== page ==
Duration: October 1, 2013 - September 30, 2017 (24 months)
This project seeks to provide a more structured picture of the Hungarian mortgage crisis, not just for the scientific community, but also for policy makers and the general public. It intends to utilize the perspectives of both households and macro-level data to explore the inequalities in the chances of recovery, and the effects of housing policy and the crisis on residential mobility across groups from different regions and socioeconomic backgrounds.
Increased housing market activity, foreign investors, and favorable mortgage conditions - these three factors created seemingly excellent circumstances for the purchase of real estate in Hungary after 2004. Although this usually required long-term, large-sum foreign currency loans of Hungarian families buying real estate at this time did so), these loans were carefully factored into family budgets. Unfortunately, the monetary crisis of 2008 caused extreme repayment difficulties - many people lost their jobs and foreign currency values increased, causing a substantial increase in monthly mortgage payments. Some persisted. Others are still hopelessly mired in debt.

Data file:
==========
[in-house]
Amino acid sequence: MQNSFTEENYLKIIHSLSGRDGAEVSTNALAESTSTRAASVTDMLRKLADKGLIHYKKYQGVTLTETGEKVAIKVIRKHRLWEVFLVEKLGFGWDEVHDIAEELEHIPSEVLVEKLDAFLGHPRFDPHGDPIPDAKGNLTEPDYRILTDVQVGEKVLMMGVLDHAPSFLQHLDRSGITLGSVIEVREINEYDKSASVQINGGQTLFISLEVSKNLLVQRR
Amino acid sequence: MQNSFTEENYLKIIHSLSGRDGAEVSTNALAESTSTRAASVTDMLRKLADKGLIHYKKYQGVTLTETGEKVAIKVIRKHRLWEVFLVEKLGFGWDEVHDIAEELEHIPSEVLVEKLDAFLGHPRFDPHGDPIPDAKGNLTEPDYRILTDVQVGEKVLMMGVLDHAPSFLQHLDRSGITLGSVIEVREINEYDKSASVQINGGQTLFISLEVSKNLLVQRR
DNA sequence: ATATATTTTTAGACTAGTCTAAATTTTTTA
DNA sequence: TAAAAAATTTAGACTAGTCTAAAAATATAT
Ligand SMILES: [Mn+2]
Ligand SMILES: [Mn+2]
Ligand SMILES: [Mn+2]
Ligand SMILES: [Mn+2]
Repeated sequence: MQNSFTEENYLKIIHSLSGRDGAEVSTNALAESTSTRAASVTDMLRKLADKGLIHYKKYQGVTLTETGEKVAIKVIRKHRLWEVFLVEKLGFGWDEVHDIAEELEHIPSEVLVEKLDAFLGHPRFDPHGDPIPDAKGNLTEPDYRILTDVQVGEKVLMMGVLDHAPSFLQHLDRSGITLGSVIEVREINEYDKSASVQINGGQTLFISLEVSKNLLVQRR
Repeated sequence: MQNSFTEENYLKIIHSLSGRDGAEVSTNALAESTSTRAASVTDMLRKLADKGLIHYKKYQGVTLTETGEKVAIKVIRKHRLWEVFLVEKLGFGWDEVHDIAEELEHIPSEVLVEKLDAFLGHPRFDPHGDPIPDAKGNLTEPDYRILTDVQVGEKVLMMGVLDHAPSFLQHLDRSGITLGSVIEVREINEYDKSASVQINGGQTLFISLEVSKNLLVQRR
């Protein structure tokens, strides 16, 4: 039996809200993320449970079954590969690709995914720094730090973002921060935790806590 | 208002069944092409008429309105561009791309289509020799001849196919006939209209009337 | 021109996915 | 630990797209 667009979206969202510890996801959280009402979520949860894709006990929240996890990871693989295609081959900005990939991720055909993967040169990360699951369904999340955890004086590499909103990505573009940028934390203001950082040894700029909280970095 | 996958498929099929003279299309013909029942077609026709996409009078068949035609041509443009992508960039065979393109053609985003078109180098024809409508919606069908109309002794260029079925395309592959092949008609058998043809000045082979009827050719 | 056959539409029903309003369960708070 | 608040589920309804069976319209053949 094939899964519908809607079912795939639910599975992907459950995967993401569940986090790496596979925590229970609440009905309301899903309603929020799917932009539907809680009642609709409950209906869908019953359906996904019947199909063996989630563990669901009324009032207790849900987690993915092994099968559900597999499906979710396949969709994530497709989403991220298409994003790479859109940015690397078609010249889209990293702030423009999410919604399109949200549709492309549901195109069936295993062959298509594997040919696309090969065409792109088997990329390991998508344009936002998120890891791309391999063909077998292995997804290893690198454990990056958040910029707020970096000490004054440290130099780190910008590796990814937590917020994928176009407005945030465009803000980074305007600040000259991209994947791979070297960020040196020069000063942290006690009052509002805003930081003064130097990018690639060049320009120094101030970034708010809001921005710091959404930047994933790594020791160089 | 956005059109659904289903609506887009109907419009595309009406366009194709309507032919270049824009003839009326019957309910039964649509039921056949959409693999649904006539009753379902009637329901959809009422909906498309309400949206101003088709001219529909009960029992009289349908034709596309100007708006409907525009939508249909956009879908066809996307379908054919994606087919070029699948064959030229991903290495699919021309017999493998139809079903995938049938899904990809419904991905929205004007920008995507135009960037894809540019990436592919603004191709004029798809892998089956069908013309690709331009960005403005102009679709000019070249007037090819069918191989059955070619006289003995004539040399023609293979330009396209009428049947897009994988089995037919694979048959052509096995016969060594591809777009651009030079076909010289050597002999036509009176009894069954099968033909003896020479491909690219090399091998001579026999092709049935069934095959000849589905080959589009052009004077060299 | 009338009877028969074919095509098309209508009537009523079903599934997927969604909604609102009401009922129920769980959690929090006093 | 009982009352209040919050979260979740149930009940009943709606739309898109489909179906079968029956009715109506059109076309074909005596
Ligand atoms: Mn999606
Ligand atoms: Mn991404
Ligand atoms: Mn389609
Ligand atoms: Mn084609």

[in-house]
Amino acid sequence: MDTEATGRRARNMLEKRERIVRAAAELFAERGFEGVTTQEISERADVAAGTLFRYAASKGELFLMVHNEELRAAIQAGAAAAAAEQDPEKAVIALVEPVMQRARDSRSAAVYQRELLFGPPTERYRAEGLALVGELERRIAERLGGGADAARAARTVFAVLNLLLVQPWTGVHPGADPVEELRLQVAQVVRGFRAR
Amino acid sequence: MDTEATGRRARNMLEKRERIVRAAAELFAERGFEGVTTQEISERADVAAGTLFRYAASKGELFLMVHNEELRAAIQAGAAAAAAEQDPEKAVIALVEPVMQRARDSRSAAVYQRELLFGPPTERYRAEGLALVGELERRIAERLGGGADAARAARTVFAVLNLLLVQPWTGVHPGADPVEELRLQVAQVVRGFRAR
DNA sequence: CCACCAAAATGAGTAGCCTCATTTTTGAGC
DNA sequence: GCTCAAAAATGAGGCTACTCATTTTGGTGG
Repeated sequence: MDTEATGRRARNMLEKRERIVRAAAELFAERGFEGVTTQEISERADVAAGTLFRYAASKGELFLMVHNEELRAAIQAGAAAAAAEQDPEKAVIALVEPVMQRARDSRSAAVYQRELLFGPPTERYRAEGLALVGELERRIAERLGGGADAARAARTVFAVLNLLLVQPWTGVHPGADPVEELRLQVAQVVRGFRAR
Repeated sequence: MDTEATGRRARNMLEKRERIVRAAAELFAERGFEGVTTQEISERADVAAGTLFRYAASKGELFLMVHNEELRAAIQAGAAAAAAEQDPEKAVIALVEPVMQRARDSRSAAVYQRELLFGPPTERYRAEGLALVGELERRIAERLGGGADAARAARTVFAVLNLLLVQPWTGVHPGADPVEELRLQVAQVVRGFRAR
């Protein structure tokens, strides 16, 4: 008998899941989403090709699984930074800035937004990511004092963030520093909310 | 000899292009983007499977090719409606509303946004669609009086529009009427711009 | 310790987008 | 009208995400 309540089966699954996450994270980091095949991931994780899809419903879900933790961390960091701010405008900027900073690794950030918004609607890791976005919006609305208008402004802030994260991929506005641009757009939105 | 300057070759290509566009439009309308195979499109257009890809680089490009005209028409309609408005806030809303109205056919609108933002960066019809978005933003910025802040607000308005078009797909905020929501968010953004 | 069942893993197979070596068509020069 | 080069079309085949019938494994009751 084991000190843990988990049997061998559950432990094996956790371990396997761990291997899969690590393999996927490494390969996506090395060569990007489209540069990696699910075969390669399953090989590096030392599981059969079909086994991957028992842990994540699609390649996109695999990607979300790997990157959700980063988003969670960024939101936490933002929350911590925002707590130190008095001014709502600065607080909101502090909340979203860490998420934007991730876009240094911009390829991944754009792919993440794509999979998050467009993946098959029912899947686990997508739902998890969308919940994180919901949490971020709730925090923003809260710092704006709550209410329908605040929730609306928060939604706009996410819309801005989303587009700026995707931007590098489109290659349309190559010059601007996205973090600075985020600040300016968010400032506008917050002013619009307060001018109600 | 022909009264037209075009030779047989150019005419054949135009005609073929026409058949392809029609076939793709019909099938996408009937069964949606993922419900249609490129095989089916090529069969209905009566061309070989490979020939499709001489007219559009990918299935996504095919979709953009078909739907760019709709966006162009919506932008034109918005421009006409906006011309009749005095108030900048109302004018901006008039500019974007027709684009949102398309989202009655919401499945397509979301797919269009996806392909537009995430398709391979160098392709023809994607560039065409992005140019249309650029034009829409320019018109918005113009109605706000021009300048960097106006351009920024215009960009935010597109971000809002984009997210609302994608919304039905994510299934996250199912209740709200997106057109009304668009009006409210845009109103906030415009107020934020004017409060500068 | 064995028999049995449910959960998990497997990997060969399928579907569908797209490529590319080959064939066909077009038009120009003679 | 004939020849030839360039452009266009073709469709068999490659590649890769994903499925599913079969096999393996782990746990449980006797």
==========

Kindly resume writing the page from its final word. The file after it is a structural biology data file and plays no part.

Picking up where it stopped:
This research provides vital background information for assisting in the planning of housing policy by analyzing the past and current struggles of over 140,000 families affected by the mortgage crisis.
Principal investigator (PI):
Senior Research Fellow
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